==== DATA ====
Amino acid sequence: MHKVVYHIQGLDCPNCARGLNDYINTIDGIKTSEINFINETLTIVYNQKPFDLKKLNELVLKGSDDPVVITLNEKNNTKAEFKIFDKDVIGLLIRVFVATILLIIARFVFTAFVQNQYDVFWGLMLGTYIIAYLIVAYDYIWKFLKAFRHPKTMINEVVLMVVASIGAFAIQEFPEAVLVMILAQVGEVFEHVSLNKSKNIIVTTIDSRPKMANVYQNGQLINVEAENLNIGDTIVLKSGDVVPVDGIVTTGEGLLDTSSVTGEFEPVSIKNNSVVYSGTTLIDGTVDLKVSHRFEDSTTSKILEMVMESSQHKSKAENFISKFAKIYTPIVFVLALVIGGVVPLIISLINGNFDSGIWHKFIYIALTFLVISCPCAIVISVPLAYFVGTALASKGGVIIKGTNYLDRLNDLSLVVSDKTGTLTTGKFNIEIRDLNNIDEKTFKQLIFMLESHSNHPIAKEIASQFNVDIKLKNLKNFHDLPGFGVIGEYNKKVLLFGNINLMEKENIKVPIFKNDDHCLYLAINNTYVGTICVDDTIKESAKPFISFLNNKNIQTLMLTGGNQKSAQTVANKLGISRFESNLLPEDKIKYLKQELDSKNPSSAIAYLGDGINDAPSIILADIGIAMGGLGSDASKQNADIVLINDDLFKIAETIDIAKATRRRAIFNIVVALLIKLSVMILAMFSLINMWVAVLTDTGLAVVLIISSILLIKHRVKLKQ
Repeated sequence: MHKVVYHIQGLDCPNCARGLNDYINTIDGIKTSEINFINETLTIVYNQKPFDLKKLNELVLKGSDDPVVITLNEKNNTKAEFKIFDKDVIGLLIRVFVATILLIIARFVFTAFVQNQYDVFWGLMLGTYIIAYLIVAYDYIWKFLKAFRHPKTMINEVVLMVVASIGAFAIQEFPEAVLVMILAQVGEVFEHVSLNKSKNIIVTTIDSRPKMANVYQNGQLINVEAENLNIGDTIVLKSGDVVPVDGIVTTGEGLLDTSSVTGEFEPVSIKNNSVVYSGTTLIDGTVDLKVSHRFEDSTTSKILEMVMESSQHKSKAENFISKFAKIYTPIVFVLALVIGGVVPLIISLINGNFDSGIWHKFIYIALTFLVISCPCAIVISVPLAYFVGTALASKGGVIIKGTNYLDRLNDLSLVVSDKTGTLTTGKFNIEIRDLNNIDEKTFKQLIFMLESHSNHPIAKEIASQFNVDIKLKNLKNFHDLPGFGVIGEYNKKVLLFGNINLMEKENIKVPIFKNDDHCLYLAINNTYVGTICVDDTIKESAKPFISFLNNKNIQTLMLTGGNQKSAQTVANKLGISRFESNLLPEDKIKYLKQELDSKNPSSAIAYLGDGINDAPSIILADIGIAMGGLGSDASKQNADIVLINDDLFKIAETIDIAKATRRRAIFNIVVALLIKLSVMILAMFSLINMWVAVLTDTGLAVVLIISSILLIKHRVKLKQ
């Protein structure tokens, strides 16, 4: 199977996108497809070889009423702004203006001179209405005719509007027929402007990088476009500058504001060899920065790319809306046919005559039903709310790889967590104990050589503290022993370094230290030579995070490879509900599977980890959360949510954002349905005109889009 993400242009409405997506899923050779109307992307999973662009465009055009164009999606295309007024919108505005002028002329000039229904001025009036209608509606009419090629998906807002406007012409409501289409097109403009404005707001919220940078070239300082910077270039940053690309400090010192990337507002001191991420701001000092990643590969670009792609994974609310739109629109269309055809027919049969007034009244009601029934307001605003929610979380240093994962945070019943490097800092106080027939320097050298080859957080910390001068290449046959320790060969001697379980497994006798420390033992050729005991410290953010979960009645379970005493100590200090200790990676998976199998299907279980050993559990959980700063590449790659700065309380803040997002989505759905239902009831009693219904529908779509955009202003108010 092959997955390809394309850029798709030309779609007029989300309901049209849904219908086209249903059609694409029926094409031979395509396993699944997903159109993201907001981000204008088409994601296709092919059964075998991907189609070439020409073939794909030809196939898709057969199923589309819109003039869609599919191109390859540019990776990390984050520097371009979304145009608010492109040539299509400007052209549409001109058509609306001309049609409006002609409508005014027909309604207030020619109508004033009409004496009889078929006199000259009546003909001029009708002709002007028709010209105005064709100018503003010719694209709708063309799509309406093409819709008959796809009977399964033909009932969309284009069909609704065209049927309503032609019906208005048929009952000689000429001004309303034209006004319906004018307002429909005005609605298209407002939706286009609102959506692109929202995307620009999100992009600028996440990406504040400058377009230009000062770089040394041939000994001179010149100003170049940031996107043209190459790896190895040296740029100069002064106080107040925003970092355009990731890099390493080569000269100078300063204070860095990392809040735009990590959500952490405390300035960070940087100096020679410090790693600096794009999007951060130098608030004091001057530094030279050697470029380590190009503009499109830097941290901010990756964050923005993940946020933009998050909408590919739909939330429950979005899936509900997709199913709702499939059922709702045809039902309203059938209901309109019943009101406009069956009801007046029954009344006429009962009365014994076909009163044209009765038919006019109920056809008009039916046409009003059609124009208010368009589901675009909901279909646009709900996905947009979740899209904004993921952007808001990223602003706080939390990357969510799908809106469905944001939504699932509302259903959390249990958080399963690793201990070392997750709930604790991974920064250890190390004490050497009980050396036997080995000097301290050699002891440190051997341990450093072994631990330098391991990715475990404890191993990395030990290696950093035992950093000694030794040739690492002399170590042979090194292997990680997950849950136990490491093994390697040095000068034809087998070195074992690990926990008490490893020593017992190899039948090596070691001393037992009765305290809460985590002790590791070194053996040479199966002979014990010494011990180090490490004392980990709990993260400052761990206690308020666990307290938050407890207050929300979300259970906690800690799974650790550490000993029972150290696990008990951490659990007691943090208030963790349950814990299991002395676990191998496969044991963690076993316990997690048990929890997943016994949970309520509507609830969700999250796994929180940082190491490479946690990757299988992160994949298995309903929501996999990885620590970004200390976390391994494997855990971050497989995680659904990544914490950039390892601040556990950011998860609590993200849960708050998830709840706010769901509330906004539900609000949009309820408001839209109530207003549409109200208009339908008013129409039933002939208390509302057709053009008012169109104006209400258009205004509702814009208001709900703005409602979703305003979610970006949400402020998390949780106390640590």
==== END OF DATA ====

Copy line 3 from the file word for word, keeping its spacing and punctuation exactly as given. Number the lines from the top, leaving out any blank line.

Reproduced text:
């Protein structure tokens, strides 16, 4: 199977996108497809070889009423702004203006001179209405005719509007027929402007990088476009500058504001060899920065790319809306046919005559039903709310790889967590104990050589503290022993370094230290030579995070490879509900599977980890959360949510954002349905005109889009 993400242009409405997506899923050779109307992307999973662009465009055009164009999606295309007024919108505005002028002329000039229904001025009036209608509606009419090629998906807002406007012409409501289409097109403009404005707001919220940078070239300082910077270039940053690309400090010192990337507002001191991420701001000092990643590969670009792609994974609310739109629109269309055809027919049969007034009244009601029934307001605003929610979380240093994962945070019943490097800092106080027939320097050298080859957080910390001068290449046959320790060969001697379980497994006798420390033992050729005991410290953010979960009645379970005493100590200090200790990676998976199998299907279980050993559990959980700063590449790659700065309380803040997002989505759905239902009831009693219904529908779509955009202003108010 092959997955390809394309850029798709030309779609007029989300309901049209849904219908086209249903059609694409029926094409031979395509396993699944997903159109993201907001981000204008088409994601296709092919059964075998991907189609070439020409073939794909030809196939898709057969199923589309819109003039869609599919191109390859540019990776990390984050520097371009979304145009608010492109040539299509400007052209549409001109058509609306001309049609409006002609409508005014027909309604207030020619109508004033009409004496009889078929006199000259009546003909001029009708002709002007028709010209105005064709100018503003010719694209709708063309799509309406093409819709008959796809009977399964033909009932969309284009069909609704065209049927309503032609019906208005048929009952000689000429001004309303034209006004319906004018307002429909005005609605298209407002939706286009609102959506692109929202995307620009999100992009600028996440990406504040400058377009230009000062770089040394041939000994001179010149100003170049940031996107043209190459790896190895040296740029100069002064106080107040925003970092355009990731890099390493080569000269100078300063204070860095990392809040735009990590959500952490405390300035960070940087100096020679410090790693600096794009999007951060130098608030004091001057530094030279050697470029380590190009503009499109830097941290901010990756964050923005993940946020933009998050909408590919739909939330429950979005899936509900997709199913709702499939059922709702045809039902309203059938209901309109019943009101406009069956009801007046029954009344006429009962009365014994076909009163044209009765038919006019109920056809008009039916046409009003059609124009208010368009589901675009909901279909646009709900996905947009979740899209904004993921952007808001990223602003706080939390990357969510799908809106469905944001939504699932509302259903959390249990958080399963690793201990070392997750709930604790991974920064250890190390004490050497009980050396036997080995000097301290050699002891440190051997341990450093072994631990330098391991990715475990404890191993990395030990290696950093035992950093000694030794040739690492002399170590042979090194292997990680997950849950136990490491093994390697040095000068034809087998070195074992690990926990008490490893020593017992190899039948090596070691001393037992009765305290809460985590002790590791070194053996040479199966002979014990010494011990180090490490004392980990709990993260400052761990206690308020666990307290938050407890207050929300979300259970906690800690799974650790550490000993029972150290696990008990951490659990007691943090208030963790349950814990299991002395676990191998496969044991963690076993316990997690048990929890997943016994949970309520509507609830969700999250796994929180940082190491490479946690990757299988992160994949298995309903929501996999990885620590970004200390976390391994494997855990971050497989995680659904990544914490950039390892601040556990950011998860609590993200849960708050998830709840706010769901509330906004539900609000949009309820408001839209109530207003549409109200208009339908008013129409039933002939208390509302057709053009008012169109104006209400258009205004509702814009208001709900703005409602979703305003979610970006949400402020998390949780106390640590």